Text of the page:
How Fun Home Makes Us Think About the Nature of Memory

I have talked about the nature of memory, particularly in memoirs in quite a few other classes, so I was not surprised, when we broke up into groups on Friday during class, that I once again found myself discussing how accurate memories are, in terms of memoir. Throughout her work Bechdel says “I think” frequently. While some may say that this makes her argument, or her story lose authority, I say that it does almost the exact opposite.

Last semester I took a class at UMW that focused on the Writing Process (aptly called, the Writing Process). We concluded this class with writing a memoir, that we each shared during our final exam period. In discussing how to write our memoirs, we read one; and in our discussion of that, we realized something that clearly applies to Fun Home. During our discussions of memoir and memory, my professor brought up the point that how one individual remembers something, is not necessarily the same as someone else who was there at the exact same time. Memory is not truth, and it never will be. Which is exactly why I feel that Allison Bechdel’s openness with her worries that she is not telling events exactly as they happened, as something that makes her argument all the more real.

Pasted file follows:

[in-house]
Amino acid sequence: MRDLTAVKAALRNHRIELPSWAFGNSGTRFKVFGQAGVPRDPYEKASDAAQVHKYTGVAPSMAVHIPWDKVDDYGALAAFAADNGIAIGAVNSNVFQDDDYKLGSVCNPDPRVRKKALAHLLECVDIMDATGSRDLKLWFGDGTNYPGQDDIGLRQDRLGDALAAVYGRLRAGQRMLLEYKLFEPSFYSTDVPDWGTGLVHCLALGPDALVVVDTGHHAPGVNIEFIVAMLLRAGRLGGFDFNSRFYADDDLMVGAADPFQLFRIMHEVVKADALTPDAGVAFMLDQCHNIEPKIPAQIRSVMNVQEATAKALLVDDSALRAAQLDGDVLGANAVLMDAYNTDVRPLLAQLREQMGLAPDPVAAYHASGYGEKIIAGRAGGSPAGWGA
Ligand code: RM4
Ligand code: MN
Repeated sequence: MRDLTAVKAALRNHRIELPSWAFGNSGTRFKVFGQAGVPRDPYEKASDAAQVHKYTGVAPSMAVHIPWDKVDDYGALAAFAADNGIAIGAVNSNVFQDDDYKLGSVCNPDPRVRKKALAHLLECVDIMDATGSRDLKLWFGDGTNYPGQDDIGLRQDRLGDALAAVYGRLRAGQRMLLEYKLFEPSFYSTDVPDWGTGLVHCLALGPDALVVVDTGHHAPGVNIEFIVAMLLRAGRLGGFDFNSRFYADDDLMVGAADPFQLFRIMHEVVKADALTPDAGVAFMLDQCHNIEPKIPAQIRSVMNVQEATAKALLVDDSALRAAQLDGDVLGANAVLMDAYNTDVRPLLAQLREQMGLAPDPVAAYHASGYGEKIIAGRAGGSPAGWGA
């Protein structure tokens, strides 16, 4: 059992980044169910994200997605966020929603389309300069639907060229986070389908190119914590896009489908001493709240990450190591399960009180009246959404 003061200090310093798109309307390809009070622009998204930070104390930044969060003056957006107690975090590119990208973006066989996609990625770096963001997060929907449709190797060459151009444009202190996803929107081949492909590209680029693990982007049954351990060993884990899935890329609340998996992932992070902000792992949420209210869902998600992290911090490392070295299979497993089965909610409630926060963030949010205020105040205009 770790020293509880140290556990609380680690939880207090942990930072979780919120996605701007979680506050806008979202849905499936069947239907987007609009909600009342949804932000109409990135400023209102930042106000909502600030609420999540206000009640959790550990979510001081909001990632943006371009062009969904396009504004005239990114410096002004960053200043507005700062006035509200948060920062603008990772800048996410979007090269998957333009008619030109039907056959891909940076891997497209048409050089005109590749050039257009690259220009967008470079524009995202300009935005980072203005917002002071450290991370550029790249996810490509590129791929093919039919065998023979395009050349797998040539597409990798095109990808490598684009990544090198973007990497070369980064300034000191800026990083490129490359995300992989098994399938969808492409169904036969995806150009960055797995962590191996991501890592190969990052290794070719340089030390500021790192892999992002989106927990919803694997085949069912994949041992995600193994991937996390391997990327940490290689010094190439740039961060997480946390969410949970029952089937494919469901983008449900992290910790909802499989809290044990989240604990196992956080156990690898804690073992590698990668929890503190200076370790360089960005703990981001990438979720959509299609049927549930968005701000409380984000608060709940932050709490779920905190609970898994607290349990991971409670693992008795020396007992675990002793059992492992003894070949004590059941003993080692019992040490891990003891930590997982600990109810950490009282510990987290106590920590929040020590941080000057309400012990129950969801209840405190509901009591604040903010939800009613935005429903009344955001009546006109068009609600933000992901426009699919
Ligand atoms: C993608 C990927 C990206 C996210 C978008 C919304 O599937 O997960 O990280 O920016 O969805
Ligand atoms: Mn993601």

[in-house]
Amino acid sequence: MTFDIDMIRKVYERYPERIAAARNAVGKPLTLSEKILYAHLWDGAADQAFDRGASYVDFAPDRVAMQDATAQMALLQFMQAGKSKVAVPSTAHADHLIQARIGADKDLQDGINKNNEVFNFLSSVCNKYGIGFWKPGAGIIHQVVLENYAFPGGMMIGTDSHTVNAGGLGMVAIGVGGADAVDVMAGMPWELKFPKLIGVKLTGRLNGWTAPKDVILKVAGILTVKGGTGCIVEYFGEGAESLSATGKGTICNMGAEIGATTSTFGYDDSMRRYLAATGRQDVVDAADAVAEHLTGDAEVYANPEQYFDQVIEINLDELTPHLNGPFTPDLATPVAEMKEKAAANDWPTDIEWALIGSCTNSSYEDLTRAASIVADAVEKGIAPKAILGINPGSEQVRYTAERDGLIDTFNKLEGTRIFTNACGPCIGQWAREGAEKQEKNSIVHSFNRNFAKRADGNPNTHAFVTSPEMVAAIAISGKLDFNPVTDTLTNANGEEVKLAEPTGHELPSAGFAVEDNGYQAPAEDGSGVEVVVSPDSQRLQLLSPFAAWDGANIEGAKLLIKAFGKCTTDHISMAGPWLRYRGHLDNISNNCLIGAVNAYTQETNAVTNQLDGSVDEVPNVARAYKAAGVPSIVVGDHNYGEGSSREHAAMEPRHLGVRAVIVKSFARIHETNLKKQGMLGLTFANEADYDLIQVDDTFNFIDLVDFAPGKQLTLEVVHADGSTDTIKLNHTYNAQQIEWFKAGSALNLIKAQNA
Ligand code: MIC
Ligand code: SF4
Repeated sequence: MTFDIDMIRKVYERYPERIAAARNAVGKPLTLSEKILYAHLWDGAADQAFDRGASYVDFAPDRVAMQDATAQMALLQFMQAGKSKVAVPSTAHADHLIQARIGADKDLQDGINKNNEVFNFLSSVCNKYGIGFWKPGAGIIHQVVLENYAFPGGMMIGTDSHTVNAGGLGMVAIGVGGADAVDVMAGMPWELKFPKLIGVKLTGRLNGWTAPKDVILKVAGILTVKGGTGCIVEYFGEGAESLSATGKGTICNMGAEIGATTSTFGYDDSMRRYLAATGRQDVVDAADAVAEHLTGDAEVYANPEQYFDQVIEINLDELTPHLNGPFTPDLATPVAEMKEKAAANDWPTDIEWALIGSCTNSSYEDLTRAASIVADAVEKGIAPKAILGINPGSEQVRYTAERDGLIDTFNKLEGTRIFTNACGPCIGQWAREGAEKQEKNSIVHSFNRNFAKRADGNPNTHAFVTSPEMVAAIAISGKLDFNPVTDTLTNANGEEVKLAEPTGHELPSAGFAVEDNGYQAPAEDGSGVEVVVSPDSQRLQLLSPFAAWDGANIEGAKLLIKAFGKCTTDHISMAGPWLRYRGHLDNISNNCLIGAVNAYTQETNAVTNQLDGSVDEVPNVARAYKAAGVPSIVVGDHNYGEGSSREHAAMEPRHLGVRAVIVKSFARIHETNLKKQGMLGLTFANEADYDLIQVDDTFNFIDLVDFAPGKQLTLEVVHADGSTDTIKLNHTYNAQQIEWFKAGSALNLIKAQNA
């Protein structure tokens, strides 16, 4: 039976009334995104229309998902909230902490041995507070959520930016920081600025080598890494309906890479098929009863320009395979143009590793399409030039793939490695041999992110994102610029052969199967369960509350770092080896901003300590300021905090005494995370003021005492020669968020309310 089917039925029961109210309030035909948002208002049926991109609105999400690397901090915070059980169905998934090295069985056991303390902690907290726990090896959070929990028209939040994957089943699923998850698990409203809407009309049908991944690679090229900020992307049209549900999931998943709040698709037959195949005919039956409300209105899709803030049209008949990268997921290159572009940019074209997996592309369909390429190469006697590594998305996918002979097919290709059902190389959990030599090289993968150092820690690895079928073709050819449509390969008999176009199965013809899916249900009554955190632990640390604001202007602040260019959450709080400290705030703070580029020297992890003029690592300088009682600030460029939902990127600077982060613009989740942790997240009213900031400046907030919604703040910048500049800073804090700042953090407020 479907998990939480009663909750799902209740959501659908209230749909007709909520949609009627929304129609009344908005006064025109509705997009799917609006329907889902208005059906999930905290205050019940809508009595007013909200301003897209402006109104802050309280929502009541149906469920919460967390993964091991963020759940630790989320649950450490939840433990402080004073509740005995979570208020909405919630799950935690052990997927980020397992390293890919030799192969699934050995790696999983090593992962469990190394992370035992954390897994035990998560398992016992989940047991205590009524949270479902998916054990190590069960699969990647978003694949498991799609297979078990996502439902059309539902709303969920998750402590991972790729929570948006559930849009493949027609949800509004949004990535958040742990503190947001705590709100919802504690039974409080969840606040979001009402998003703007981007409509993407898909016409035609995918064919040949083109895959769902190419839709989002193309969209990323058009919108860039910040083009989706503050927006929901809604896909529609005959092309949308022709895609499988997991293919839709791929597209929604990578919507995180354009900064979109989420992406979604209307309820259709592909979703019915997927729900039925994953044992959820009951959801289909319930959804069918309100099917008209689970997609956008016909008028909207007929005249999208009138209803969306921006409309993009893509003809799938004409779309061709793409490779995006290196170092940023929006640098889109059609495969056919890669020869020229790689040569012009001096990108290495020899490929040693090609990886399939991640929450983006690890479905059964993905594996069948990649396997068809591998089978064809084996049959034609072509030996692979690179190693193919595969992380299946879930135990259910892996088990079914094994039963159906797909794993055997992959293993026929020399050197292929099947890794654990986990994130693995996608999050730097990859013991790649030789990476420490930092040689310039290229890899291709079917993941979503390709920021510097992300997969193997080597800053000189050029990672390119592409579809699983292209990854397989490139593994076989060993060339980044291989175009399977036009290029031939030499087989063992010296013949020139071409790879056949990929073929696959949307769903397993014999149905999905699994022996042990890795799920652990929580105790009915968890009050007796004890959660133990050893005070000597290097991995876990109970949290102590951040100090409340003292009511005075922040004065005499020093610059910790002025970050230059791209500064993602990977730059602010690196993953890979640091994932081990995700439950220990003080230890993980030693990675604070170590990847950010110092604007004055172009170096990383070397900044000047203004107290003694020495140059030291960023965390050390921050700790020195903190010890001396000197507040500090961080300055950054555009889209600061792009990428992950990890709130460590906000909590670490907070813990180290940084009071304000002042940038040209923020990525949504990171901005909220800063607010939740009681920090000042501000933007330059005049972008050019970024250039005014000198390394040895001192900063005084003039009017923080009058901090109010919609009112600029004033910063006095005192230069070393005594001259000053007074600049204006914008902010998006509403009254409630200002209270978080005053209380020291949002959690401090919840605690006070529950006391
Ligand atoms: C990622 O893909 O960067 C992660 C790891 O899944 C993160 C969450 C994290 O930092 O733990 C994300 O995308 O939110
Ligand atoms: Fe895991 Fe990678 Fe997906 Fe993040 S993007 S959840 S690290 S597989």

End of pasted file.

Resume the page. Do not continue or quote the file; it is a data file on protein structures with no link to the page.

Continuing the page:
I am more likely to believe someone when they are being brutally honest about something, than when they sound too authoritative, and I know that I am not alone in thinking this. There is something about authenticity and honest that is so completely interrelated. Does anyone else feel this way about Fun Home? Or does anyone feel completely different than this?

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